Shortly before her 32nd birthday, Frances Hodgkins left New Zealand in 1901 for Europe. She departed with a sound knowledge of historical European art gleaned from her father, William Hodgkins, who had taught Frances and her sister Isobel the pleasures of en plein air painting in the Otago landscape from a young age. In 1893 she had been introduced to the modern artistic revolution taking place in Paris from her Italian tutor, Girolamo Nerli, a Macchiaioli painter, and having passed the South Kensington examinations, she was qualified to teach.
Unable to afford London, Hodgkins travelled to France, first to Brittany and then further south, working in an Impressionist manner, especially in her capture of light in the landscape, and her intimate portraits of mothers and working women, reminiscent of Berthe Morisot and Mary Cassatt. She spent three months in Morocco from 1902 to 1903, where the pared-back white cubic buildings, their walls reflecting light, allowed her further insight into what she later called 'the modern problem'.
Figure studies in the landscape met with success in France and England, and she was able to write proudly to her mother when Fatima, one of her large Moroccan watercolours was hung at the Royal Academy in May 1903.
An engaging and lively teacher, in 1910 she was appointed the first female watercolour instructor at Académie Colarossi in Paris. The following year, she set up her own atelier at 21 Avenue du Maine in Paris and moved to Brittany for her summer school. She attracted a wide range of students from New Zealand, Britain and Canada.
Forced to retreat at the outbreak of the First World War, Hodgkins chose St Ives over London, drawn by its remoteness from the theatre of war, as well as its thriving art community. Forbidden to paint outdoors, she turned to portraiture and produced large, experimental studies redolent of the bolder palettes of the Fauvists and Post Impressionists.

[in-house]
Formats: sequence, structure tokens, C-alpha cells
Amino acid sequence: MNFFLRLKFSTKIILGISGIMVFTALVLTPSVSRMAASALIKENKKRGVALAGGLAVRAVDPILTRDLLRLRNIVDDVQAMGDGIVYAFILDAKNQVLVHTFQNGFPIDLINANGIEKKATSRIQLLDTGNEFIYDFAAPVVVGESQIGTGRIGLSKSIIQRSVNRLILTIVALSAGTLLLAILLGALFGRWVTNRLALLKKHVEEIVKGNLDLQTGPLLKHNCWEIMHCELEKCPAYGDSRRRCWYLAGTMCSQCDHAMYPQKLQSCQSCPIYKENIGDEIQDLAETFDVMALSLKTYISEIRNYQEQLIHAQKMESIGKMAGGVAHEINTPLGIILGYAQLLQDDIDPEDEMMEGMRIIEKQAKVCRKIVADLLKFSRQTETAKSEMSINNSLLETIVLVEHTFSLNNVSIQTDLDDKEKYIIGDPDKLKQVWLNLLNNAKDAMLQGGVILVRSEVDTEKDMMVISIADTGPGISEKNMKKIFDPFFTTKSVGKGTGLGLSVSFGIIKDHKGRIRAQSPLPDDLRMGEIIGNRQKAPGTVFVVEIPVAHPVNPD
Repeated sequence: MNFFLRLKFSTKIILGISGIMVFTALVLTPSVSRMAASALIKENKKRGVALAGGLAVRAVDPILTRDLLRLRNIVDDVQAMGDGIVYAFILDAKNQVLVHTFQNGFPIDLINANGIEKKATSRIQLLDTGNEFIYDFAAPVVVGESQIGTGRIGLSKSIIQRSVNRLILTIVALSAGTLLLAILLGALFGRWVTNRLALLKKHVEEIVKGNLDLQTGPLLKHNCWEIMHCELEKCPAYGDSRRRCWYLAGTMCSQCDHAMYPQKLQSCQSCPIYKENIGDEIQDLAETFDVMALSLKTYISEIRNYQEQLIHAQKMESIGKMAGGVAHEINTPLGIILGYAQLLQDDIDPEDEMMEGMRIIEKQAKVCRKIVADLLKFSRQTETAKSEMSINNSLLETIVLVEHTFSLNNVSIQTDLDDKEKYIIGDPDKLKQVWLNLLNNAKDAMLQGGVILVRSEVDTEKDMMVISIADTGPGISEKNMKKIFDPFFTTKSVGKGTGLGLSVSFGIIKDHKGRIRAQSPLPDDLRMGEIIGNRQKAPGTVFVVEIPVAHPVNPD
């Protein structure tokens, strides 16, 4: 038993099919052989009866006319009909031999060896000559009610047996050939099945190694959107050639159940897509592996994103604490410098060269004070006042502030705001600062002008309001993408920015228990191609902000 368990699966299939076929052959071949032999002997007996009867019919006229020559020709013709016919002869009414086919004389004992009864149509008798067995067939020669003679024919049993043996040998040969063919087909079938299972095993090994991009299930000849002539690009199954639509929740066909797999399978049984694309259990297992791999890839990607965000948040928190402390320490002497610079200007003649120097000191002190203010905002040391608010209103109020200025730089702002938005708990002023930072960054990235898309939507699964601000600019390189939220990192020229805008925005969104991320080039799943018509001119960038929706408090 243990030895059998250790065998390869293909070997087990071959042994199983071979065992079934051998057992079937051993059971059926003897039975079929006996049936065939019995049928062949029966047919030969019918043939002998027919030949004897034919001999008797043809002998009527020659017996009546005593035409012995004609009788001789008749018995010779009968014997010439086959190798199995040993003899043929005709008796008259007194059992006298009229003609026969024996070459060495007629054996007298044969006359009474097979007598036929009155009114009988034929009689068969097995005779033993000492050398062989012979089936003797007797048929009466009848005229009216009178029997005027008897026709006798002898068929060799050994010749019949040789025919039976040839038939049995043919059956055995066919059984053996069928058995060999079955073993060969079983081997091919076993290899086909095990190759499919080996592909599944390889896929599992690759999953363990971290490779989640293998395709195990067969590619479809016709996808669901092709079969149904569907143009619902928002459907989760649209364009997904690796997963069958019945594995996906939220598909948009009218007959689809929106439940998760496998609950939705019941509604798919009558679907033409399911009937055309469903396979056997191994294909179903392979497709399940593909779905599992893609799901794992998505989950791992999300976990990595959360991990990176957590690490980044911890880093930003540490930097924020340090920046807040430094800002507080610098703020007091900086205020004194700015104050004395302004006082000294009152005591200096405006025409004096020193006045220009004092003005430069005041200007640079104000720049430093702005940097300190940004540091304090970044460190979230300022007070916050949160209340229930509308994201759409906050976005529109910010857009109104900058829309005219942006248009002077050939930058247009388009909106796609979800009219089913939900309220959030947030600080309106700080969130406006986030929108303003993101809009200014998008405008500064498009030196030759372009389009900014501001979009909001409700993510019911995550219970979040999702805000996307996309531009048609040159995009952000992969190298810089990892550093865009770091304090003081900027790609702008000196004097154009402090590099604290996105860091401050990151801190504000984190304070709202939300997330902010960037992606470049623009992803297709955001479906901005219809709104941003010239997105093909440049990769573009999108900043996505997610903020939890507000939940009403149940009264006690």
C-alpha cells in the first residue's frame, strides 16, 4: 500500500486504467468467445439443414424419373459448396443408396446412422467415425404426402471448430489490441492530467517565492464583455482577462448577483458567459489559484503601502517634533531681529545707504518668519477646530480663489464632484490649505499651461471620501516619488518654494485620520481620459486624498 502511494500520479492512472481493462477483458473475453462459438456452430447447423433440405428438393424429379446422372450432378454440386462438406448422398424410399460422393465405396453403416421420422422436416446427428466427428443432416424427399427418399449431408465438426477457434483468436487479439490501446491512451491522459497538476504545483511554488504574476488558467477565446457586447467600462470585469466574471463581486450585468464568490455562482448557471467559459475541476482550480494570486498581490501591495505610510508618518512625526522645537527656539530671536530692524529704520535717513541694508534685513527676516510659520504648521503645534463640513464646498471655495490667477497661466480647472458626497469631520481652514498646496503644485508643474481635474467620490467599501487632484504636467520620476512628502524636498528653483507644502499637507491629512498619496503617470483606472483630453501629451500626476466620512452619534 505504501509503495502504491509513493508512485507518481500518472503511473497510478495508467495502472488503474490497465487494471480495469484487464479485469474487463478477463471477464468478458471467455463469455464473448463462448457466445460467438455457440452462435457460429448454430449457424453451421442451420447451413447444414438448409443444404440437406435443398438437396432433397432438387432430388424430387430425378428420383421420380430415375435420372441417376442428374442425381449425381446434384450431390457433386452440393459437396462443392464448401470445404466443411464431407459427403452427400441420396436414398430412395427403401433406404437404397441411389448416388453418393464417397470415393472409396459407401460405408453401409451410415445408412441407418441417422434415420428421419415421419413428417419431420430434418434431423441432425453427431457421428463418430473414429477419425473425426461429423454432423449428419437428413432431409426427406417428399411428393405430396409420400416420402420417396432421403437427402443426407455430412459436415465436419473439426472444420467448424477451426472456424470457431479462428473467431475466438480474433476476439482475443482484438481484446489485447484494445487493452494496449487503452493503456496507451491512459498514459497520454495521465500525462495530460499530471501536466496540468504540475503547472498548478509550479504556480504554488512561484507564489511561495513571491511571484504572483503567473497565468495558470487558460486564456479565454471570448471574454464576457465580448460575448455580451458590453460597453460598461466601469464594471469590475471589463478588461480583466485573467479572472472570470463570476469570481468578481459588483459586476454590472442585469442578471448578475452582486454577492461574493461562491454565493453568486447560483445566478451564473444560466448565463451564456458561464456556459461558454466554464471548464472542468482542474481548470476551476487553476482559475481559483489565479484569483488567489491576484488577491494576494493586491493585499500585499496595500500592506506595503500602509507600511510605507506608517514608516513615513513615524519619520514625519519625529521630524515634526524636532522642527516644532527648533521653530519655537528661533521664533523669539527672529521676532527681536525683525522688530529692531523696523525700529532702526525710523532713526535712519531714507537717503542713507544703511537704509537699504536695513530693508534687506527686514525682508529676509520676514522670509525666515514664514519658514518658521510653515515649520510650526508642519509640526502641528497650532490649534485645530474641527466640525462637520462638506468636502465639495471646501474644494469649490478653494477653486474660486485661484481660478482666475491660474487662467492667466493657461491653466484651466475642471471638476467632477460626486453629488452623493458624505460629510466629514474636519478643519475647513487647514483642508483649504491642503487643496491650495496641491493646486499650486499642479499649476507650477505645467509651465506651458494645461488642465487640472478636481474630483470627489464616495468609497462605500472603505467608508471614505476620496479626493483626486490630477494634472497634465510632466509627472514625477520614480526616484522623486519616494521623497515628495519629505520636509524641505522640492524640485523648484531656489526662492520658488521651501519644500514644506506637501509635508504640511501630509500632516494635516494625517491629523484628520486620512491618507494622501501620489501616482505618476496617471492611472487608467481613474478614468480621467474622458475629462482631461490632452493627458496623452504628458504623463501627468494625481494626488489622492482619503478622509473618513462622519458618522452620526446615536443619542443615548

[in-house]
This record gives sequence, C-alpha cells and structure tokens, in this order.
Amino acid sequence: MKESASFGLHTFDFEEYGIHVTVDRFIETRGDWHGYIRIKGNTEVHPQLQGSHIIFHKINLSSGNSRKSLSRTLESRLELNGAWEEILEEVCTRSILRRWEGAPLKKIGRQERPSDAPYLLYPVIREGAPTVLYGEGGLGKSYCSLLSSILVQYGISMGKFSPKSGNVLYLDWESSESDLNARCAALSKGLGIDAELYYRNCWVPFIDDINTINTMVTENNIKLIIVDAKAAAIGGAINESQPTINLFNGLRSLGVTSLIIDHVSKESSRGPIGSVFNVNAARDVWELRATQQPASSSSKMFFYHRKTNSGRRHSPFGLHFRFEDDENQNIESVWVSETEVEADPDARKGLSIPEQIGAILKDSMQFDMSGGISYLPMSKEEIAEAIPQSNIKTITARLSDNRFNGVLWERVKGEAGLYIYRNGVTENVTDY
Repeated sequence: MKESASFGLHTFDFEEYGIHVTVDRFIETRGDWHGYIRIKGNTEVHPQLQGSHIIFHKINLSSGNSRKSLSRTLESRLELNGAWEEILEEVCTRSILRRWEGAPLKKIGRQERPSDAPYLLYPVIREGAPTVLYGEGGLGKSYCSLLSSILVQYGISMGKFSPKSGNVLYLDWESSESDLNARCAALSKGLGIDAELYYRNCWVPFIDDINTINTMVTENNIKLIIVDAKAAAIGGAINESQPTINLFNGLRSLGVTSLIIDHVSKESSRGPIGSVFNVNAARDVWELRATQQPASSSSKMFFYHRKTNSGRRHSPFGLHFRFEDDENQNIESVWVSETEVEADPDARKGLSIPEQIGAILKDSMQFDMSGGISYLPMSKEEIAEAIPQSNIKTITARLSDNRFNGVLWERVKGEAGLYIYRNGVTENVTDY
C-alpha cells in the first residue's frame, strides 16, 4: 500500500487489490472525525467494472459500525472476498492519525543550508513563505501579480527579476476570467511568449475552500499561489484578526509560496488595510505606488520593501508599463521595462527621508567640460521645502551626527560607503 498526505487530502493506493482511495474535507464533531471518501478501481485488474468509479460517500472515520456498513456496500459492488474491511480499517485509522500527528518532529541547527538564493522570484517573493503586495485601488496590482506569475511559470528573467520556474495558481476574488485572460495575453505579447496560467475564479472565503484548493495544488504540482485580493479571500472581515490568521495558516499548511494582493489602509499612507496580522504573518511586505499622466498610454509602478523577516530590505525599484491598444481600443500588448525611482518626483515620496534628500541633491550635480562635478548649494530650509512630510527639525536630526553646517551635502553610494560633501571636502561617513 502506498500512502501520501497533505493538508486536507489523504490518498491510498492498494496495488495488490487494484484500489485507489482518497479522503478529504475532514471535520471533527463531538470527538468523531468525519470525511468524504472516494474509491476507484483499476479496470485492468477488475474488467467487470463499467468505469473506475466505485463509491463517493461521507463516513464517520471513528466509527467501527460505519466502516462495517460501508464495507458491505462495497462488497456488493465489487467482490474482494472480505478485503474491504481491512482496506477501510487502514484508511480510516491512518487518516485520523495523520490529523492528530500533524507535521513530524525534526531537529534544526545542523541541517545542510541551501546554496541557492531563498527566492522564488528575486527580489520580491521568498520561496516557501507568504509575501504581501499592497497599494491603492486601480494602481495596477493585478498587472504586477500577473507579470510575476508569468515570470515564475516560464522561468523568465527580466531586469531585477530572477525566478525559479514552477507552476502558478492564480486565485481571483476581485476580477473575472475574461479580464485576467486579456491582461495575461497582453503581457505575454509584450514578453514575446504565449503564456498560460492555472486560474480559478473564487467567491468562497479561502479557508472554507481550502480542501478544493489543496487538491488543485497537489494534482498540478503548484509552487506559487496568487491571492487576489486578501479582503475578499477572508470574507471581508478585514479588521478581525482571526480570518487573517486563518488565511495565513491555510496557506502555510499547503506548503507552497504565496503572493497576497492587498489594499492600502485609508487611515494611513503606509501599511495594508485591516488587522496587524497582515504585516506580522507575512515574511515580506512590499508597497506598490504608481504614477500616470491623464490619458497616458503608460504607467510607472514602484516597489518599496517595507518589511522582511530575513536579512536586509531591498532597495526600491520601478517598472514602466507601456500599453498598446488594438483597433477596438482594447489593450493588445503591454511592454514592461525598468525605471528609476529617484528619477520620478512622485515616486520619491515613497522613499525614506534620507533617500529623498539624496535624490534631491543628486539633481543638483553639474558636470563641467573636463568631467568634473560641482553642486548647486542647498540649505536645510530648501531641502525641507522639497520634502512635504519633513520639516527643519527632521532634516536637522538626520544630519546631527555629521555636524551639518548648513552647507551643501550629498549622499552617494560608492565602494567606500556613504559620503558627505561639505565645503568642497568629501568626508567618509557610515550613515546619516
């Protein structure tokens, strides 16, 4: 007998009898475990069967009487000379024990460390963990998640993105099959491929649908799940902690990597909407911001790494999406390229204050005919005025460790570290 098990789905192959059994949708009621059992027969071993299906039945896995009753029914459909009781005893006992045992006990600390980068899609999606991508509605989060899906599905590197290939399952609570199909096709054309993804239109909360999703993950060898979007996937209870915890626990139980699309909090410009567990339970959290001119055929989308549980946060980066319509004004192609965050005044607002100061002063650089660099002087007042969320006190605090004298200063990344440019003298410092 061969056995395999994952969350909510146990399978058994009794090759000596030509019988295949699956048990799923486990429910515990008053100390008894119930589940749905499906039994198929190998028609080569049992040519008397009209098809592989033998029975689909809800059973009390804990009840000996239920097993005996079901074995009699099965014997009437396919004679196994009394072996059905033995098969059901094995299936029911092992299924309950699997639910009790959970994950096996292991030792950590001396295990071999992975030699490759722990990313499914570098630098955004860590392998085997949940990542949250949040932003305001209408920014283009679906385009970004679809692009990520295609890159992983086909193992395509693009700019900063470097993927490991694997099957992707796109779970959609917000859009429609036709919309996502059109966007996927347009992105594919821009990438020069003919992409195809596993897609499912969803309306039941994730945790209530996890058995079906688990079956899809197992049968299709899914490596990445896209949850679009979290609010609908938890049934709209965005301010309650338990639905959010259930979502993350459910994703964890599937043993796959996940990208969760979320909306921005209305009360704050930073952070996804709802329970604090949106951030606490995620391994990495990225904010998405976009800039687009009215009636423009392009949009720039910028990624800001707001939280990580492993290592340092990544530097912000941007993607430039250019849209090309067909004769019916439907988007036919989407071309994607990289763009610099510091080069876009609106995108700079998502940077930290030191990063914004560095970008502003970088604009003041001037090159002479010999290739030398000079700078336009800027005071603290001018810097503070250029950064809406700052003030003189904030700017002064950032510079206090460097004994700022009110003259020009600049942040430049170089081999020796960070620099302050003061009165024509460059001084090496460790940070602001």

With its agglomeration of wavy stripes, dabs and checks, Loveday and Ann: Two Women with a Basket of Flowers, hints at the interiors of Édouard Vuillard and Pierre Bonnard, but this initial impression diffuses in light of the emerald green and orange complexions of the two sitters. Constrained by the sofa crammed into the corner of the room, their ill-fitting garments speak of the dressing up box. The girl on the left gazes forlornly into the distance, while her companion boldly returns the artist's concentrated gaze, as if sharing a joke that is lost on her friend. Beside the basket of flowers, her claw-like hand is feline – ready to pounce.
Against a background of drapery, the palette is much darker in this portrait of Hodgkins' friend and patron Mrs Hellyer. She leans towards us conspiratorially, her bobbed hair marking her a modern woman. The greenish-blue hues of her flowing jacket are reflected in the shadows of her eyes, with a further dab jauntily added to her nose.
During the 1920s, Hodgkins spent most of her winters in different parts of the south of France. She also visited Tréboul in Brittany a number of times, where she painted several watercolours of the famous Shrine of St Peter, seen here in Well and Shrine. Her palette and application of paint have changed: she uses shorter parallel strokes to indicate forms, as if they are held in place by blanket stitch.
The 1920s was a decade of artistic experimentation against the backdrop of an economic recession in Britain, causing many artists, including Hodgkins, to endure periods of considerable hardship. In 1925 she had a year's respite when she was employed as a fabric designer at the Manchester Calico Association. Although well paid, Hodgkins returned to her peripatetic ways, telling her friend Elsie Barling that her employment was like being 'a race-horse shut in a stable', with no time left for her own work.